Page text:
However, when flexible electrode segments are used, electrode segments longer that about 10 mm in length can be used. Flexible electrode segments can be as long as 50 mm. If desired, the flexible electrode structure can extend uninterrupted along the entire length of the body, thereby forming the continuous elongated electrode structure 46 of element 10(4).

In the electrode structures of elements 10(1) to 10(5), the diameter of the electrode segments and underlying flexible body can vary from about 4 french to about 10 french. When flexible electrode segments are used (as in elements 10(3) to 10(5)), the diameter of the body and electrode segments can be less than when more rigid electrode segments are used (as in element 10(1)). Using rigid electrodes, the minimum diameter is about 1.35 mm, whereas flexible electrodes can be made as small as about 1.0 mm in diameter.

In a representative segmented electrode structure using rigid electrode segments, the flexible body is about 1.35 mm in diameter. The body carries electrode segments each having a length of 3 mm. When eight electrode segments are present and simultaneously activated with 100 watts of radio frequency energy for about 60 seconds, the lesion pattern is long and thin, measuring about 5 cm in length and about 5 mm in width. The depth of the lesion pattern is about 3 mm, which is more than adequate to create the required transmural lesion (the atrial wall thickness is generally less than 3 mm).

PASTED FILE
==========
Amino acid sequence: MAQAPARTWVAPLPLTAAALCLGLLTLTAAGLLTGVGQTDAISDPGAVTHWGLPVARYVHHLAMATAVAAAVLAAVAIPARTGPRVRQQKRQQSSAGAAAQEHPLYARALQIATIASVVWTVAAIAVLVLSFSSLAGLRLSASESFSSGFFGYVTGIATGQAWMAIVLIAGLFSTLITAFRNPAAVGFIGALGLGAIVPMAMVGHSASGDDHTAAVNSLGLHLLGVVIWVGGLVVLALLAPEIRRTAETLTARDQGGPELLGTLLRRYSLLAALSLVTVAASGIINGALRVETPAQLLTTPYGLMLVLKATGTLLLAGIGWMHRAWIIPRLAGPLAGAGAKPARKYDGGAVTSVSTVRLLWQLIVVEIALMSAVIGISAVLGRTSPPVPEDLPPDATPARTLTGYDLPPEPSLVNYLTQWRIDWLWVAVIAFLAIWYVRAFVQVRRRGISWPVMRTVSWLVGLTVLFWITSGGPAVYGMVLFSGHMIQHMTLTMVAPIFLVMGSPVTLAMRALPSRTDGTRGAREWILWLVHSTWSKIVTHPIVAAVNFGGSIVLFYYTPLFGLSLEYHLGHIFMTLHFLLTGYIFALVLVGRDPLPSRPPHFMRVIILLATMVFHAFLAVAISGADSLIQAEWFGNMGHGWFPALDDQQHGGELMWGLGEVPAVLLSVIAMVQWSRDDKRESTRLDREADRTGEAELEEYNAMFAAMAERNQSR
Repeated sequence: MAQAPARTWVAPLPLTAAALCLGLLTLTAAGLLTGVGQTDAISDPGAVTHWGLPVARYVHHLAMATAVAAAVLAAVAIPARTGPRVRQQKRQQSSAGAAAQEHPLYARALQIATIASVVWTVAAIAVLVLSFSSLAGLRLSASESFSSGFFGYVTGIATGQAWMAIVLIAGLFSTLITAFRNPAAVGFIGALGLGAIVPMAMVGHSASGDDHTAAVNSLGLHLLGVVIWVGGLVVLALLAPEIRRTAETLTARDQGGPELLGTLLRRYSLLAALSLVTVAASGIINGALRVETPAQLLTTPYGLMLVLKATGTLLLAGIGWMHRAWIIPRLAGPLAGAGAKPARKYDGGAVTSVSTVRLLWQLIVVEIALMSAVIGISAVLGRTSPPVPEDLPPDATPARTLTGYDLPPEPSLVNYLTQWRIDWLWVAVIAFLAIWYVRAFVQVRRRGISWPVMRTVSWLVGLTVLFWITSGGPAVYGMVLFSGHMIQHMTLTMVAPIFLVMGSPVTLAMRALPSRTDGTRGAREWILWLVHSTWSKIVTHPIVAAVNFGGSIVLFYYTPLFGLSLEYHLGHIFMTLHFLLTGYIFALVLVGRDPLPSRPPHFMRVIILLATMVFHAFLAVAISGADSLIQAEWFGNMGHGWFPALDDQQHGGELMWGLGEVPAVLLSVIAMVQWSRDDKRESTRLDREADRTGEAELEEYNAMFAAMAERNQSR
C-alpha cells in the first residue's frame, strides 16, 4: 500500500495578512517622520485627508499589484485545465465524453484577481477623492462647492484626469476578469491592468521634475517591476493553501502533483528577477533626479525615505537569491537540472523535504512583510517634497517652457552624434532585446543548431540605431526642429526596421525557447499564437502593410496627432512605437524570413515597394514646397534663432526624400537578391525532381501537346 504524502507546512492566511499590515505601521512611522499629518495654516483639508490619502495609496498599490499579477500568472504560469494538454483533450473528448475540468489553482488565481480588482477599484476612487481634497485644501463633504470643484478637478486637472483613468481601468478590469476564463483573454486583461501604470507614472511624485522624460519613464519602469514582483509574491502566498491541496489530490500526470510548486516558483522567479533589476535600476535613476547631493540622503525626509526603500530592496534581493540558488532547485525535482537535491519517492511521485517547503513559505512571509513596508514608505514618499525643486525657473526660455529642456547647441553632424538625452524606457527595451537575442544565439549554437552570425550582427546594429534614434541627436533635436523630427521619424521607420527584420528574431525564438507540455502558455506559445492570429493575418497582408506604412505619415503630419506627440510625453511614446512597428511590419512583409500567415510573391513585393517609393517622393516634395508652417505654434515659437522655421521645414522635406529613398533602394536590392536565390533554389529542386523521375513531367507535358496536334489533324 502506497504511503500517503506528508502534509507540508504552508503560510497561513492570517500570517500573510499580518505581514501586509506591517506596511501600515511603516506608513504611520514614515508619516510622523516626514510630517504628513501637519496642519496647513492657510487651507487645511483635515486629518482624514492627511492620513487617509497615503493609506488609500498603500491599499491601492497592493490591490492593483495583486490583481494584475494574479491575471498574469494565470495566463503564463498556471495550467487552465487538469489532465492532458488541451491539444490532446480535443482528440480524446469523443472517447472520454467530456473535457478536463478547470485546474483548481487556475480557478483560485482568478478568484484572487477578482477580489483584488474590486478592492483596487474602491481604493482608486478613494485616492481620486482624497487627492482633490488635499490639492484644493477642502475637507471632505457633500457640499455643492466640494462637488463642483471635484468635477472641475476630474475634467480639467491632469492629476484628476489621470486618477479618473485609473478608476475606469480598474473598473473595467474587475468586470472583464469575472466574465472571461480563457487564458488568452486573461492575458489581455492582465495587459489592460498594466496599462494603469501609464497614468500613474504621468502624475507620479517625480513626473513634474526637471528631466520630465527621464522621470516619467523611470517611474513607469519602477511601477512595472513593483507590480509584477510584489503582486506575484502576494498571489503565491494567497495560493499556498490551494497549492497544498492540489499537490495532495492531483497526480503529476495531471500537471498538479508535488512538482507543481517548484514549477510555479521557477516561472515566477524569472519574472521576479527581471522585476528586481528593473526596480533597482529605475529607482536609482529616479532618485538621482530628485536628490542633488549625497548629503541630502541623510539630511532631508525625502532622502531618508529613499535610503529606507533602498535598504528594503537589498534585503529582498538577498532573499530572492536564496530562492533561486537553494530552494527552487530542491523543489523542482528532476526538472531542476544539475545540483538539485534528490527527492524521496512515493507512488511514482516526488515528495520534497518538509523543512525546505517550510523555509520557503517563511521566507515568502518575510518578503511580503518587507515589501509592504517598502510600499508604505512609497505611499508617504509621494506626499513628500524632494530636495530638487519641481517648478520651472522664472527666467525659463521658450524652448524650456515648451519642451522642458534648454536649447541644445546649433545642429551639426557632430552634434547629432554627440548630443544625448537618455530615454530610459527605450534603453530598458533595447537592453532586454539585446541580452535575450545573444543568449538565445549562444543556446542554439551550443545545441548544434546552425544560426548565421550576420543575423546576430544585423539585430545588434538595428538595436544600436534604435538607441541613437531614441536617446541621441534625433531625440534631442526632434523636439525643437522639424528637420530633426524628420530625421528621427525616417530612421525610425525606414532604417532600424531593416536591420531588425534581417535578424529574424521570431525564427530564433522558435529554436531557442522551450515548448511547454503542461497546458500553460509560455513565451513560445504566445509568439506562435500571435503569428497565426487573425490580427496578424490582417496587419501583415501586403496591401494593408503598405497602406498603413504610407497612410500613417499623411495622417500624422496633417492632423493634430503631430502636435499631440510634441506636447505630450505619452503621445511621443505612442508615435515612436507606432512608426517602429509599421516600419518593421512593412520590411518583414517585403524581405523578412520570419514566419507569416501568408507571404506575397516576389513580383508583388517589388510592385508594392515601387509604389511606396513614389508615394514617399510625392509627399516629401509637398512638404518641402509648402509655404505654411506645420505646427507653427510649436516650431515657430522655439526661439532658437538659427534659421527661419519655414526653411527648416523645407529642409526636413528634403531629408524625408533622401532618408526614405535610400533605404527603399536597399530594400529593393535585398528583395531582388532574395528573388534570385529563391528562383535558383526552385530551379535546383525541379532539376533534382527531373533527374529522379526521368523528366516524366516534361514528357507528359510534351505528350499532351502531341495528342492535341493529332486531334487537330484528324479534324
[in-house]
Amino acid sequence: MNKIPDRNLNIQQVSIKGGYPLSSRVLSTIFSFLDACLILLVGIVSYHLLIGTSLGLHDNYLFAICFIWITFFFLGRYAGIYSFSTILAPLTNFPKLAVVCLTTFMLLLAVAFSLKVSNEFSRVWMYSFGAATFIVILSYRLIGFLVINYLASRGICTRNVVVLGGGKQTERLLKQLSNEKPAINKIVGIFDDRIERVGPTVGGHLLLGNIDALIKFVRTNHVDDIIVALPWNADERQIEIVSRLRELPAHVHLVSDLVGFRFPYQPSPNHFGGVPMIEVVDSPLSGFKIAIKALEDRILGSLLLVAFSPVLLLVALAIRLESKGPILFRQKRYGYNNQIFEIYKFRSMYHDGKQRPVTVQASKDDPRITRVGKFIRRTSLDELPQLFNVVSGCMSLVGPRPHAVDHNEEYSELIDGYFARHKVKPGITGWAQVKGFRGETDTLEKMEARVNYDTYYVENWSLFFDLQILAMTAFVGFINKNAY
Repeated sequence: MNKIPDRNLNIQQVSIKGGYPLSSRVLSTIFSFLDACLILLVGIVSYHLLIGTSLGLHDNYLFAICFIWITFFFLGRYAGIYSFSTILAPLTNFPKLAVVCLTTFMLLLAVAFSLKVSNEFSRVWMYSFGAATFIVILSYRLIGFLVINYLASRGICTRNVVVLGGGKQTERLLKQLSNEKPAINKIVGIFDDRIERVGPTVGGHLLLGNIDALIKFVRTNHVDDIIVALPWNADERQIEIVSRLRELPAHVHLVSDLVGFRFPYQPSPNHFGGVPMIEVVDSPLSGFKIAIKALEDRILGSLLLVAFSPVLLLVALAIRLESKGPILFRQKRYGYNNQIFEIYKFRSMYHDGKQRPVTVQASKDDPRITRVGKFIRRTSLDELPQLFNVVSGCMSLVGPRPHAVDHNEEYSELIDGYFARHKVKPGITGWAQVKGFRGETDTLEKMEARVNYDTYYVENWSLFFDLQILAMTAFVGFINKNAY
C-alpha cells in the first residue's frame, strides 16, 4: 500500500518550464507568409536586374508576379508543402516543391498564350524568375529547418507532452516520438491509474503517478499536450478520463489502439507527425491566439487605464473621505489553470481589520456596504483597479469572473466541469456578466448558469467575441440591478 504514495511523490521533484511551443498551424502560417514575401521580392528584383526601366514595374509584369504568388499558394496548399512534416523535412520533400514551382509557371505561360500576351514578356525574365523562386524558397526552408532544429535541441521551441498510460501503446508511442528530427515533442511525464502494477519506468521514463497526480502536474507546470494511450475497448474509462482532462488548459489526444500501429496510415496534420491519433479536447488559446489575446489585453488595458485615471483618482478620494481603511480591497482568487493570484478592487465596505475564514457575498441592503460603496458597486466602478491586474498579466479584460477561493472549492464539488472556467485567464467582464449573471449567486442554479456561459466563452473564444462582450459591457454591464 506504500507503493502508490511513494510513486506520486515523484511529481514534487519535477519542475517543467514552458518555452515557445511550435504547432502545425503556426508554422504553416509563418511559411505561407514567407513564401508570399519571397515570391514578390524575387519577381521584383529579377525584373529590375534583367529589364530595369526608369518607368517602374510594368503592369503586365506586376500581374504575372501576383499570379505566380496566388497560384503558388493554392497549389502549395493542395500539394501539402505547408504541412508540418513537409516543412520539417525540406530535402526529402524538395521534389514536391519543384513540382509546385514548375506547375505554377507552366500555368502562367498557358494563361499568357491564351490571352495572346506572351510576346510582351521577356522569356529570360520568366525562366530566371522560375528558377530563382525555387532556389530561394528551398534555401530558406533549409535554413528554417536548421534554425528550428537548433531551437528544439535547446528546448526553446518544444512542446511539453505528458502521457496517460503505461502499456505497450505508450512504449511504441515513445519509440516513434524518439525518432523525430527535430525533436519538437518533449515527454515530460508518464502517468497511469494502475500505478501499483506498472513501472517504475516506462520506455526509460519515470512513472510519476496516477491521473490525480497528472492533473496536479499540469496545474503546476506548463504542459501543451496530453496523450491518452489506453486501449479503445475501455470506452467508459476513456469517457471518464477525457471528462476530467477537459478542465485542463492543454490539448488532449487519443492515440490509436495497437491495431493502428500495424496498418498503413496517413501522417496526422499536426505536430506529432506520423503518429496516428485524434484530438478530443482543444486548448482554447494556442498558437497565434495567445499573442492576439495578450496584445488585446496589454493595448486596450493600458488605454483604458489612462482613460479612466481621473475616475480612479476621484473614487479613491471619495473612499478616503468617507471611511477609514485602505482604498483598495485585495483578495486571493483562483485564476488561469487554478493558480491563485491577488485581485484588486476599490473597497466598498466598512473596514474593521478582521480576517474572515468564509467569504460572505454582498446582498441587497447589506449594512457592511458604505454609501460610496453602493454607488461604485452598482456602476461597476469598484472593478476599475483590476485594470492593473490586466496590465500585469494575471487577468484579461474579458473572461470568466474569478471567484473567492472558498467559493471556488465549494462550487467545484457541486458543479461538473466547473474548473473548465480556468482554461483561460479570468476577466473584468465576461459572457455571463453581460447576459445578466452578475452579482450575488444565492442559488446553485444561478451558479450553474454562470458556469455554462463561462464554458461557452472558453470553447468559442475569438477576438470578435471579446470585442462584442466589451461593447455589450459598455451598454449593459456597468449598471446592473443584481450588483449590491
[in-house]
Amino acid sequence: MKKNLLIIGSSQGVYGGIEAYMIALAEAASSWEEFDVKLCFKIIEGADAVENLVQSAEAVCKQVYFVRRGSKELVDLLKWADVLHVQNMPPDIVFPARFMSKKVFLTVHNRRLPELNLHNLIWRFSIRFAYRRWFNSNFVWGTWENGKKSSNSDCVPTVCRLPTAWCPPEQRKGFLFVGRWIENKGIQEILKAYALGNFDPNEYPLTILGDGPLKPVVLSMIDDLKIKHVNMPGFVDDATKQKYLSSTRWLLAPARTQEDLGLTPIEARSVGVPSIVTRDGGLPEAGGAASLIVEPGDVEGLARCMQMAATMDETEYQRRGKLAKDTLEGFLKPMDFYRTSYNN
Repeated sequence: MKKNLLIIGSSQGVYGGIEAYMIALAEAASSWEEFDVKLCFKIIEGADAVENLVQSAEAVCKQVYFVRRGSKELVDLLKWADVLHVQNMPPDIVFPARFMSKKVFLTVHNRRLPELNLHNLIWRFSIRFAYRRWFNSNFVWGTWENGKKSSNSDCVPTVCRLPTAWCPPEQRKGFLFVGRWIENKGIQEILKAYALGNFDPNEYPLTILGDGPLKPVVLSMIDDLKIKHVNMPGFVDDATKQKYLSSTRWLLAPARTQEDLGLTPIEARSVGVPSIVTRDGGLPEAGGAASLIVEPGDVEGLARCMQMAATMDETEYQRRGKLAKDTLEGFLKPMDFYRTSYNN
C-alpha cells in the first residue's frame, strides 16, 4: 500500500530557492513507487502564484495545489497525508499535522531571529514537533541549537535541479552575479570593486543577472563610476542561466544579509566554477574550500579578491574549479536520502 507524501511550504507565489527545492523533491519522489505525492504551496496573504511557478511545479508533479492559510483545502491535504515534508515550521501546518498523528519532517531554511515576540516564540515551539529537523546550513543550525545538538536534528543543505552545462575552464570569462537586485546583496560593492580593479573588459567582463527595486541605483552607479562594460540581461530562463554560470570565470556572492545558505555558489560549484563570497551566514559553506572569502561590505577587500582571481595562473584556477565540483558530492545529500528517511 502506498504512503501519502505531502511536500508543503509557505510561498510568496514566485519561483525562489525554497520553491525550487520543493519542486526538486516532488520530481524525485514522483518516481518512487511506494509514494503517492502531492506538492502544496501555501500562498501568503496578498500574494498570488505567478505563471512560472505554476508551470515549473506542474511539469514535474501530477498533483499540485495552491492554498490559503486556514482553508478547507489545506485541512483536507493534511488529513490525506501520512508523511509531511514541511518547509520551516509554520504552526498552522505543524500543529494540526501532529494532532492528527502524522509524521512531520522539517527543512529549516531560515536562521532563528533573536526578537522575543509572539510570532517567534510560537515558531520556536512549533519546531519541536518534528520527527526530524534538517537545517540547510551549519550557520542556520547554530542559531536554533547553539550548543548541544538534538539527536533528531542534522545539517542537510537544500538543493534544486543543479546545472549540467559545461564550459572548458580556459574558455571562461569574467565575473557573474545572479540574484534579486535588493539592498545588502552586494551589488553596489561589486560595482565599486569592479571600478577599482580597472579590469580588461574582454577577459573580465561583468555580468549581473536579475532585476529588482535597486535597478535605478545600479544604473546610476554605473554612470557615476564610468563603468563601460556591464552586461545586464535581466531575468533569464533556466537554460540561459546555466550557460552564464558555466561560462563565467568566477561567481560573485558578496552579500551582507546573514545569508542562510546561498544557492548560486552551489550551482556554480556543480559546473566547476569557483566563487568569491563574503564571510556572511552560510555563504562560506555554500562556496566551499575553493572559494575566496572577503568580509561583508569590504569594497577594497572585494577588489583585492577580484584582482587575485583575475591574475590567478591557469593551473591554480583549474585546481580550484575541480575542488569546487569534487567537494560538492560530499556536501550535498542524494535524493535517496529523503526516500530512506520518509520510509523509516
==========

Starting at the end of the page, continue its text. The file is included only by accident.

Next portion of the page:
In a representative segmented electrode structure using flexible electrode segments, the coil electrode 56 is about 1.3 mm in diameter, but could be made as small as 1.0 mm in diameter and as large as 3.3 mm in diameter. In this arrangement, the coil electrode 56 is about 5 cm in total length. When activated with 80 watts of radio frequency energy for 60 seconds, the coil electrode 56 forms a contiguous lesion pattern that is about 3 mm in width, about 5 cm in length, and about 1.5 mm in depth.